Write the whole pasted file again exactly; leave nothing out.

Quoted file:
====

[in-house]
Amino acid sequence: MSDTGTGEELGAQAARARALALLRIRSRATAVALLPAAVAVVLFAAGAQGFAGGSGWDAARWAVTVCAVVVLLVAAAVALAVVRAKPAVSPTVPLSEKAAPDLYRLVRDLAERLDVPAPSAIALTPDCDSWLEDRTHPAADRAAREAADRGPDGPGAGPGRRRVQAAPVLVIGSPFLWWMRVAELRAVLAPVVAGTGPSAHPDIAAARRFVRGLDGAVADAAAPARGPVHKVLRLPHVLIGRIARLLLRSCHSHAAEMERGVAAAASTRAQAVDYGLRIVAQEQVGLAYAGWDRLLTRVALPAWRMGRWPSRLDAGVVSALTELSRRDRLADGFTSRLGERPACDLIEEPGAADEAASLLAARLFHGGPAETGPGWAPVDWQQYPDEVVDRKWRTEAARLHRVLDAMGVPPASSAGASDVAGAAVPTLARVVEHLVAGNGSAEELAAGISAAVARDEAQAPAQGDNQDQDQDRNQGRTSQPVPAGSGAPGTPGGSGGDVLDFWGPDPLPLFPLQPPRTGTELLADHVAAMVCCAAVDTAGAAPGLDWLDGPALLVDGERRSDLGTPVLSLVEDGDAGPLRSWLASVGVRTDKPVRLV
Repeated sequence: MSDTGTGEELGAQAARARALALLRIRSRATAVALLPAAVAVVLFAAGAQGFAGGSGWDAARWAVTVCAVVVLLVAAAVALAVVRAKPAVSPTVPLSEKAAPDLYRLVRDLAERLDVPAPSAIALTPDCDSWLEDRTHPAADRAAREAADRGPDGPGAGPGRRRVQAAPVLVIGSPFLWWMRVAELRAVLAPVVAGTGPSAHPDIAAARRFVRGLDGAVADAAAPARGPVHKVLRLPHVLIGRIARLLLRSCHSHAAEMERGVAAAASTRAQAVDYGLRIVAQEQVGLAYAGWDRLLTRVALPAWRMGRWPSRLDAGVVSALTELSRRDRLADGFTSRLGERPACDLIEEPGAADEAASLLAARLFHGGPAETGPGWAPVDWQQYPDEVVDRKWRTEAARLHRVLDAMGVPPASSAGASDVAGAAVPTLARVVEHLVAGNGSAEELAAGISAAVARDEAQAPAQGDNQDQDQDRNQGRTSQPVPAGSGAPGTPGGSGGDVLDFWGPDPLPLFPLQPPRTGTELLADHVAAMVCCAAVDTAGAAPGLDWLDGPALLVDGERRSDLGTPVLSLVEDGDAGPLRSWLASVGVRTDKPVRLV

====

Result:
[in-house]
Amino acid sequence: MSDTGTGEELGAQAARARALALLRIRSRATAVALLPAAVAVVLFAAGAQGFAGGSGWDAARWAVTVCAVVVLLVAAAVALAVVRAKPAVSPTVPLSEKAAPDLYRLVRDLAERLDVPAPSAIALTPDCDSWLEDRTHPAADRAAREAADRGPDGPGAGPGRRRVQAAPVLVIGSPFLWWMRVAELRAVLAPVVAGTGPSAHPDIAAARRFVRGLDGAVADAAAPARGPVHKVLRLPHVLIGRIARLLLRSCHSHAAEMERGVAAAASTRAQAVDYGLRIVAQEQVGLAYAGWDRLLTRVALPAWRMGRWPSRLDAGVVSALTELSRRDRLADGFTSRLGERPACDLIEEPGAADEAASLLAARLFHGGPAETGPGWAPVDWQQYPDEVVDRKWRTEAARLHRVLDAMGVPPASSAGASDVAGAAVPTLARVVEHLVAGNGSAEELAAGISAAVARDEAQAPAQGDNQDQDQDRNQGRTSQPVPAGSGAPGTPGGSGGDVLDFWGPDPLPLFPLQPPRTGTELLADHVAAMVCCAAVDTAGAAPGLDWLDGPALLVDGERRSDLGTPVLSLVEDGDAGPLRSWLASVGVRTDKPVRLV
Repeated sequence: MSDTGTGEELGAQAARARALALLRIRSRATAVALLPAAVAVVLFAAGAQGFAGGSGWDAARWAVTVCAVVVLLVAAAVALAVVRAKPAVSPTVPLSEKAAPDLYRLVRDLAERLDVPAPSAIALTPDCDSWLEDRTHPAADRAAREAADRGPDGPGAGPGRRRVQAAPVLVIGSPFLWWMRVAELRAVLAPVVAGTGPSAHPDIAAARRFVRGLDGAVADAAAPARGPVHKVLRLPHVLIGRIARLLLRSCHSHAAEMERGVAAAASTRAQAVDYGLRIVAQEQVGLAYAGWDRLLTRVALPAWRMGRWPSRLDAGVVSALTELSRRDRLADGFTSRLGERPACDLIEEPGAADEAASLLAARLFHGGPAETGPGWAPVDWQQYPDEVVDRKWRTEAARLHRVLDAMGVPPASSAGASDVAGAAVPTLARVVEHLVAGNGSAEELAAGISAAVARDEAQAPAQGDNQDQDQDRNQGRTSQPVPAGSGAPGTPGGSGGDVLDFWGPDPLPLFPLQPPRTGTELLADHVAAMVCCAAVDTAGAAPGLDWLDGPALLVDGERRSDLGTPVLSLVEDGDAGPLRSWLASVGVRTDKPVRLV